Two vie for one seat in Starksboro


I see the vibrancy of the small business community as essential to small towns. We have a role to play in generating revenue and creating job opportunities, so that people will move here and stay here.
— Carin McCarthy

STARKSBORO — When Starksboro voters to go the polls on Town Meeting Day, March 2, they will be asked to elect two selectboard members.
The seats’ current occupants are both running again: Koran Cousino for another three-year term and Carin McCarthy, a recent appointee, for her first full two-year term. Cousino is running unopposed, but McCarthy faces a challenge from Carrie Austgen.

McCarthy grew up in Starksboro, attending Robinson Elementary School and Mount Abraham Union High School. After attending college out of state and graduate school in Scotland, she returned to Starksboro and “fell in love with Vermont all over again.”
In 2015, McCarthy and her husband opened the Vermont Bed & Breakfast at Russell Young Farm.
“I love living in this community I grew up in,” McCarthy told the Independent.
Over the years McCarthy has benefited from the talents and hard work of past selectboard members, she said, and she believes in the importance of serving the town in a civic role.
“I want Vermont to be a place where businesses and families can thrive,” she said. “A critical part of that is being involved in the community and being connected to neighbors.”
McCarthy holds a master’s degree in Human Relations and Organization Development and said she cares deeply about creating opportunities to bring people together.
When the pandemic drastically affected her own business, McCarthy founded the Vermont Collaborative Circle, a resource hub where small business owners can connect, learn from one another and collaborate to solve shared challenges.
“I see the vibrancy of the small business community as essential to small towns,” she said. “We have a role to play in generating revenue and creating job opportunities, so that people will move here and stay here.”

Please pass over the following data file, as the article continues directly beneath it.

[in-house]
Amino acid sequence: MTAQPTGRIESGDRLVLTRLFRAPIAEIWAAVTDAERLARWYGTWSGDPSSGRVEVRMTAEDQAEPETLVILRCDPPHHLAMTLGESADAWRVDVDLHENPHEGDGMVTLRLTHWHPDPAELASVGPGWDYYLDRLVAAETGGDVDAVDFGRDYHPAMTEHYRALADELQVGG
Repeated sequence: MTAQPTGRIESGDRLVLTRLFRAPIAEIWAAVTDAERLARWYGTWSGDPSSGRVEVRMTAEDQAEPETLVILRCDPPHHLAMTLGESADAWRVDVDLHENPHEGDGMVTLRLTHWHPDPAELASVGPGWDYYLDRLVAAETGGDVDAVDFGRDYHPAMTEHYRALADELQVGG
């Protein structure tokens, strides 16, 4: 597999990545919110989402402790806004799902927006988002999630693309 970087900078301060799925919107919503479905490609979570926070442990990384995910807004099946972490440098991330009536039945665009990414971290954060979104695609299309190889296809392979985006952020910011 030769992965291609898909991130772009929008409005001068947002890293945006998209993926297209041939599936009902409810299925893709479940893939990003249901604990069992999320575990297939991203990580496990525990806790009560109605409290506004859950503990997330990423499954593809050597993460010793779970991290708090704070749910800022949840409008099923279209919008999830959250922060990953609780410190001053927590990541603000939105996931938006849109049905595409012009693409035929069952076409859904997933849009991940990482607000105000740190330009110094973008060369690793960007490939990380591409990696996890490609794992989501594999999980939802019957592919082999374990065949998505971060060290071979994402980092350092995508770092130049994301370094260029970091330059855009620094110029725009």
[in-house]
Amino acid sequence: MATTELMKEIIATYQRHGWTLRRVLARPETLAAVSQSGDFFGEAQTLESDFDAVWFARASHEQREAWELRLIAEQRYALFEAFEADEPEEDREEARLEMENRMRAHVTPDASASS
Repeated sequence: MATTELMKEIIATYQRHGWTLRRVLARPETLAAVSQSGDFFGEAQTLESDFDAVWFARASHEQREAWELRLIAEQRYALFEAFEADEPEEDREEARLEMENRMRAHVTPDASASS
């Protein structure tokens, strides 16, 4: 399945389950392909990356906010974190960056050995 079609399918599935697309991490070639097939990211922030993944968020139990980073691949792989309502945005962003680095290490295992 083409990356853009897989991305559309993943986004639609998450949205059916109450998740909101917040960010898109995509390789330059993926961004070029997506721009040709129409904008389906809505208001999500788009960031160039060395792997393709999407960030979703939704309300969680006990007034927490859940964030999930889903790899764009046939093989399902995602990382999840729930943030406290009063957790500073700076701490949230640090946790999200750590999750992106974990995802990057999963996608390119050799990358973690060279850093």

McCarthy was appointed to the Starksboro selectboard in November after Greg Hahr resigned from the board.
Over the past four months, she said she has enjoyed connecting with the rest of the board, working on town business and helping plan next year’s budget.
“Things have been busy, active and vibrant.”
McCarthy is happy that her seat is being contested, she said.
“I appreciate that people in our community care enough about the future of Starksboro to bring their talent and their vision to the table.”

Carrie Austgen and her wife built a house in Starksboro this past year. They had originally planned to spend their summers in Vermont and their winters in Texas, but they fell in love with their Starksboro property and will now live there permanently.
“Starksboro is gorgeous,” Austgen told the Independent. “And it has clean air, clean water and clean food, which are the three most important things.”
Originally from Chicago, Austgen attended Texas A&M University, where she played softball. She went on to have a 34-year career as a teacher and coach in Texas. In addition to softball, she coached basketball, volleyball and track.
When it came time to retire, Austgen thought of her parents, who themselves had retired in Wisconsin, “among the rolling hills, with clean air, clean water and clean food.” Her search for her own version of that place took her all the way from Washington state to Vermont.
The Green Mountain State won out in the end.
“There is a sacredness to how Vermont operates,” she said. “And I really appreciate the way people get out and enjoy the nature here.”
After retiring, Austgen began looking for ways to be of use to her community, so when the question “Who would like to serve?” was asked at Starksboro’s annual meeting last year, her ears perked up, she recalled.
Her wife, Alexsys Thompson, currently serves on the town’s development review board.
Austgen sees herself as a creative, out-of-the-box thinker who understands a lot about teamwork.
“Teamwork goes a long way,” she said.
And because she’s worked in school systems, she’s no stranger to tight budgets, she added.
If Austgen could wave a “magic money wand” she’d secure grant money for farmers and for the town’s infrastructure, including the Jerusalem Schoolhouse, which is in need of some “TLC.”
Chief among the challenges facing Starksboro in the coming years is how to manage growth and change while preserving the things that are sacred to those Vermonters who were born and raised here, Austgen said.
“How do we generate revenue without taxing people to death? How do we preserve our local school? I think we need to find some balance and harmony in terms of our vision for the town of Starksboro.”

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